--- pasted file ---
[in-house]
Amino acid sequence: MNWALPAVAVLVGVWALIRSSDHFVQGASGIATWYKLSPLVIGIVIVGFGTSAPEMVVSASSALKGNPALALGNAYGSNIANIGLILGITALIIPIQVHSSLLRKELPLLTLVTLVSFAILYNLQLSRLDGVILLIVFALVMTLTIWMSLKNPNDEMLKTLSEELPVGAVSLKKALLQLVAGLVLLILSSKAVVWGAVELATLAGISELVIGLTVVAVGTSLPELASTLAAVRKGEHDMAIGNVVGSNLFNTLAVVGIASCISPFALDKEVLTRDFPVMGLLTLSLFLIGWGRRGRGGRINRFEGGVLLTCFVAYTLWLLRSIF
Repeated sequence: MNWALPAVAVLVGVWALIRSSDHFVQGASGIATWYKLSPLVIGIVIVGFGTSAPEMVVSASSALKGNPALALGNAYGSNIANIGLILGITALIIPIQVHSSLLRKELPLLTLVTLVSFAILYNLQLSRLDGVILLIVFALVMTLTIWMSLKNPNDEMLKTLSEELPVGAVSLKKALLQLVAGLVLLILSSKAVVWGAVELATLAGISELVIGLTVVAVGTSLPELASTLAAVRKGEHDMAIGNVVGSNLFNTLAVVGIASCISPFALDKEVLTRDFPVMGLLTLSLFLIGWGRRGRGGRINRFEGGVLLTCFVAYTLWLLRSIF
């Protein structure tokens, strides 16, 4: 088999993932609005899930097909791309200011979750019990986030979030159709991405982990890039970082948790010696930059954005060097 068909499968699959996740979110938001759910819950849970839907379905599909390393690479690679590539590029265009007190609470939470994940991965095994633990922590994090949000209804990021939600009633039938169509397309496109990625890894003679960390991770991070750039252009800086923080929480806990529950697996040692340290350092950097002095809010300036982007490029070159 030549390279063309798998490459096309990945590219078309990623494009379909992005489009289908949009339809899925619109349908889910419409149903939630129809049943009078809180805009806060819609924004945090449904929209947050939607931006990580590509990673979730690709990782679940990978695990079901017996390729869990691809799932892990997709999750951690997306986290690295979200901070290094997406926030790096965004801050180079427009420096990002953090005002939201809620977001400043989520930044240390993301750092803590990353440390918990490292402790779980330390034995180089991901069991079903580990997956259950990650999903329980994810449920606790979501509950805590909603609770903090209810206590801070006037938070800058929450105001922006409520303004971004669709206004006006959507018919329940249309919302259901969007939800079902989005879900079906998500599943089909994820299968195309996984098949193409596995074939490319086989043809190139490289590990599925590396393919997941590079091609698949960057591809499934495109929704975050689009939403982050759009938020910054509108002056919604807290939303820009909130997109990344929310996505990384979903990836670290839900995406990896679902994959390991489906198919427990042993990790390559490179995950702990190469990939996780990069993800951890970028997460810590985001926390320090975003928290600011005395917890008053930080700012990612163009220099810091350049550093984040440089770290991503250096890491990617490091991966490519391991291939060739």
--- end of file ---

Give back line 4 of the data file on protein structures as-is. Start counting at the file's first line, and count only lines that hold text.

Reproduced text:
């Protein structure tokens, strides 16, 4: 088999993932609005899930097909791309200011979750019990986030979030159709991405982990890039970082948790010696930059954005060097 068909499968699959996740979110938001759910819950849970839907379905599909390393690479690679590539590029265009007190609470939470994940991965095994633990922590994090949000209804990021939600009633039938169509397309496109990625890894003679960390991770991070750039252009800086923080929480806990529950697996040692340290350092950097002095809010300036982007490029070159 030549390279063309798998490459096309990945590219078309990623494009379909992005489009289908949009339809899925619109349908889910419409149903939630129809049943009078809180805009806060819609924004945090449904929209947050939607931006990580590509990673979730690709990782679940990978695990079901017996390729869990691809799932892990997709999750951690997306986290690295979200901070290094997406926030790096965004801050180079427009420096990002953090005002939201809620977001400043989520930044240390993301750092803590990353440390918990490292402790779980330390034995180089991901069991079903580990997956259950990650999903329980994810449920606790979501509950805590909603609770903090209810206590801070006037938070800058929450105001922006409520303004971004669709206004006006959507018919329940249309919302259901969007939800079902989005879900079906998500599943089909994820299968195309996984098949193409596995074939490319086989043809190139490289590990599925590396393919997941590079091609698949960057591809499934495109929704975050689009939403982050759009938020910054509108002056919604807290939303820009909130997109990344929310996505990384979903990836670290839900995406990896679902994959390991489906198919427990042993990790390559490179995950702990190469990939996780990069993800951890970028997460810590985001926390320090975003928290600011005395917890008053930080700012990612163009220099810091350049550093984040440089770290991503250096890491990617490091991966490519391991291939060739």